Grilled Eggplant With Freekeh Pilaf Recipe

Posted on
 and the feta adds a salty finish to this hearty side dish Grilled Eggplant with Freekeh Pilaf Recipe

Hands-on Time 20 Mins
Total Time 40 Mins
Yield Serves 8 (serving size: 1 eggplant half and about 1/4 cup freekeh mixture)

Pomegranate molasses brings tartness, and the feta adds a salty finish to this hearty side dish. Find the molasses where you buy Middle Eastern ingredients, or substitute balsamic glaze. Freekeh is a whole-grain cracked wheat with a nutty flavor and texture. If you can’t find it, bulgur will work as well.

Ingredients

5 teaspoons extra-virgin olive oil, divided
1 cup chopped onion
2/3 cup cracked freekeh or bulgur
1/2 teaspoon kosher salt, divided
3/8 teaspoon crushed red pepper
1/4 teaspoon ground cinnamon
1 garlic clove, minced
2 cups unsalted vegetable stock
1/2 teaspoon grated lemon rind
4 (1/2-pound) Japanese eggplants
Cooking spray
1/4 teaspoon freshly ground black pepper
2 tablespoons pomegranate molasses or balsamic glaze
1 ounce crumbled feta cheese (about 1/4 cup)
2 tablespoons chopped fresh mint

How to Make It

Step 1 Heat a medium saucepan over medium heat. Add 2 teaspoons oil to pan; swirl to coat. Add onion; cook 6 minutes or until beginning to brown, stirring occasionally. Add freekeh, 1/4 teaspoon salt, red pepper, cinnamon, and garlic; cook 1 minute, stirring constantly. Add stock; bring to a boil. Cover, reduce heat, and simmer 20 minutes or until freekeh is slightly al dente. Remove from heat; let stand 5 minutes. Stir in rind.

Step 2 Preheat grill to medium-high heat. Cut each eggplant in half lengthwise. Lightly coat eggplant with cooking spray; sprinkle with remaining 1/4 teaspoon salt and black pepper. Place eggplant on grill rack coated with cooking spray; grill 3 minutes on each side or until tender. Remove from grill. Arrange eggplant on a platter; top with freekeh mixture. Drizzle evenly with pomegranate molasses and remaining 1 tablespoon olive oil. Sprinkle evenly with feta and mint.

Emilie Zanger June 2015
RECIPE BY COOKING LIGHT

Best Restaurants in America If you eat out in the U.S.A. and want the best dining experiences possible, this guide is for you What makes a good restaurant a “best”? Food that’s better than just good, of course. A dining room and a level of service that suit the quality of what’s on the plate. A good wine list (which doesn’t always mean an encyclopedic one), good beers and/or cocktails where appropriate. And then the less easily quantifiable stuff: personality, imagination (or intelligent commitment to a lack of same), consistency. 101 Best Restaurants in America (Gallery) When we were a young website, way back in 2011, we drew up our first 101 ranking ourselves, making a list of the places where we, The Daily Meal’s editors, liked to eat. Taking into consideration our mood, our budget, and where we happened to be when we get hungry, how would we vote, we asked ourselves — not only with our critical faculties but with our mouths and our wallets? Where would we send friends? Where would we want to dine if we had one night in this city or that? By this method, we ended up with a shortlist of 150 places. Then we argued, advocated, and cajoled each other on behalf of restaurants ranging from old-fashioned to avant-garde, ultra-casual to super-fancy. Finally, we invited an illustrious panel of judges (restaurant critics, food and lifestyle writers, and bloggers) from across America to help order restaurants via an anonymous survey and tallied results to assemble a ranked list. Upstairs, the simple Scandinavian-style dining room is kitted out with tables that look like tangled tree trunks, carved by Tom senior. The ingredient-led 12-course tasting menu is constantly changing (you might spot one of the chefs picking a final herb flourish outside minutes before it hits your plate). Starters could include a mouthful of smoked eel and apple, or an exploding dumpling of ox cheek and lovage. A crapaudine beetroot slow-cooked in beef fat is meaty in texture as well as flavour, and local lamb is paired with turnip and mint. Even the bread with sour butter is sensational. Afterwards you’ll be grateful for the walk through the village to a pretty rose-covered house where some of the nine bedrooms have antique oak four-posters and copper bateau baths. Wake to the sound of cows mooing in the next field and head back to the inn for a simple breakfast of sheep’s yogurt with fresh berry compote and house granola or toasted brioche heaped with mushrooms and a duck egg. Unsurprisingly, the most talked about restaurant in Yorkshire is often full, so book it quick. By Tabitha Joyce.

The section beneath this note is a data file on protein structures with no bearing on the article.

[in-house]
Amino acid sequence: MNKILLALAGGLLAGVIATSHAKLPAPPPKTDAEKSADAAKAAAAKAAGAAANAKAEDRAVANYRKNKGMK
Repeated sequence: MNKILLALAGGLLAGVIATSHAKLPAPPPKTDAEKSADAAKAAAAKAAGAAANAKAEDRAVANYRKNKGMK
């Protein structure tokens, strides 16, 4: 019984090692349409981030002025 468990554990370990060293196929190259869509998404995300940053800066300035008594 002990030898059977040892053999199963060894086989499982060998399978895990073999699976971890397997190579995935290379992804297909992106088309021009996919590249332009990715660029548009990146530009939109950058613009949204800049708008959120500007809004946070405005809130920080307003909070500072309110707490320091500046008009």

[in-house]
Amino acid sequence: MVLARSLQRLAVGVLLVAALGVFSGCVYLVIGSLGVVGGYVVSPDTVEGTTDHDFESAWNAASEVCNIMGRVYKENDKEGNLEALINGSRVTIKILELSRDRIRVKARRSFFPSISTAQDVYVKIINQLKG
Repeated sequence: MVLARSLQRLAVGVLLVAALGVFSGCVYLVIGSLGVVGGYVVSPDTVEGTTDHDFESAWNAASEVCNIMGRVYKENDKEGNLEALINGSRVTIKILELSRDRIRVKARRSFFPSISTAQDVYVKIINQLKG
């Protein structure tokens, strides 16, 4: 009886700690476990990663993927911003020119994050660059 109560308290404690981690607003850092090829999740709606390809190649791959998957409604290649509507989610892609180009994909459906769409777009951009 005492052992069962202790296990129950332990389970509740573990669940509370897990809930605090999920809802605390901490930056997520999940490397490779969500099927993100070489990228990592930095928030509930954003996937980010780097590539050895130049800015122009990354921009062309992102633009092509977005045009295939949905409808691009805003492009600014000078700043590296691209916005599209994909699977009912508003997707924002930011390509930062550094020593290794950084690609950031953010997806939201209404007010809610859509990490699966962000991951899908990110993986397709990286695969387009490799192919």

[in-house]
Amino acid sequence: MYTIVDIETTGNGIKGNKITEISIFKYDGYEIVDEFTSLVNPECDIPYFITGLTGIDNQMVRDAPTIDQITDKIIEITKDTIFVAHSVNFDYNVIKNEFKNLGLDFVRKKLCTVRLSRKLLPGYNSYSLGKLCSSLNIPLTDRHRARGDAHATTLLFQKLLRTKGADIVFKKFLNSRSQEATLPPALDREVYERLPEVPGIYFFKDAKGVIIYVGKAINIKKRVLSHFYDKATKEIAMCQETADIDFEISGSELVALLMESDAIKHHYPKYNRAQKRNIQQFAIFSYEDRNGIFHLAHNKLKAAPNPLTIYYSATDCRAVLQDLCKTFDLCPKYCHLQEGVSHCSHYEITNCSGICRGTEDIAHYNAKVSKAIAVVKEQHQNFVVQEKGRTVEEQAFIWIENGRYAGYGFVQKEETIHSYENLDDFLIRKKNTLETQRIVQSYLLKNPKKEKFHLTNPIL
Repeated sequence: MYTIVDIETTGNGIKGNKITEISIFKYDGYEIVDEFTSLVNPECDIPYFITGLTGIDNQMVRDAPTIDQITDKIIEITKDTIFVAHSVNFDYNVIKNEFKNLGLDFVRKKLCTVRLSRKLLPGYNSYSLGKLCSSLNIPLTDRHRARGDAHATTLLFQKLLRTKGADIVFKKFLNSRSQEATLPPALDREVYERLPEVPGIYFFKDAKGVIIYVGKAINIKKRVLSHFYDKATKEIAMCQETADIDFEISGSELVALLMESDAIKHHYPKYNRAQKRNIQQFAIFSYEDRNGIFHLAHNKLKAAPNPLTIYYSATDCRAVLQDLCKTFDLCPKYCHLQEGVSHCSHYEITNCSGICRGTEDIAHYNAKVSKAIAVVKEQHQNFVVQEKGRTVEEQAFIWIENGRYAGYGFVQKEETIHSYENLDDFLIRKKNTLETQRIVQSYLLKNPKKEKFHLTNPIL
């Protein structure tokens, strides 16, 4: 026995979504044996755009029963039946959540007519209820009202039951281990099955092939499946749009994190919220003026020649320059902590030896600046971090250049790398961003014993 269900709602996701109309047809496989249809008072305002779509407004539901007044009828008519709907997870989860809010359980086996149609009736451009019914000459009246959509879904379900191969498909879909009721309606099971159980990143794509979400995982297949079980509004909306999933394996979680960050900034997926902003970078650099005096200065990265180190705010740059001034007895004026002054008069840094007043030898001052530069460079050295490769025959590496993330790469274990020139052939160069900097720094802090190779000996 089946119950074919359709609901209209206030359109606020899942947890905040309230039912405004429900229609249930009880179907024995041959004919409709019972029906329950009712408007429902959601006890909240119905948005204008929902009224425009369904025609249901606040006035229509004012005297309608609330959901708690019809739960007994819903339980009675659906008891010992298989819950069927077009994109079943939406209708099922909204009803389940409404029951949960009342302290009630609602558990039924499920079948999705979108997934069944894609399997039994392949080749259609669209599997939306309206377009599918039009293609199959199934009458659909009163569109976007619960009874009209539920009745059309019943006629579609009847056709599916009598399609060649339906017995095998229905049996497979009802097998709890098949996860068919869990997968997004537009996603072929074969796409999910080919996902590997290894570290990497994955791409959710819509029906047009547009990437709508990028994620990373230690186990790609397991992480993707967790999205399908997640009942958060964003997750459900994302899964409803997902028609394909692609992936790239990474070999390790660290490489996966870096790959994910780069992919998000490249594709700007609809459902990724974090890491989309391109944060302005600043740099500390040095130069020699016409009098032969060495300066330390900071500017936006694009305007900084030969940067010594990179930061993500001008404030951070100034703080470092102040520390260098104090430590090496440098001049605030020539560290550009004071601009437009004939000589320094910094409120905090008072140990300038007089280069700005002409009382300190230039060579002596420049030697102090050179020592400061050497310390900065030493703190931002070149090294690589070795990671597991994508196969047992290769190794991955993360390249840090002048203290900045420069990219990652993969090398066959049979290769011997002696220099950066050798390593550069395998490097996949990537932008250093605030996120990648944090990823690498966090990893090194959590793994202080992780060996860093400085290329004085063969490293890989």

Leave a Reply

Your email address will not be published. Required fields are marked *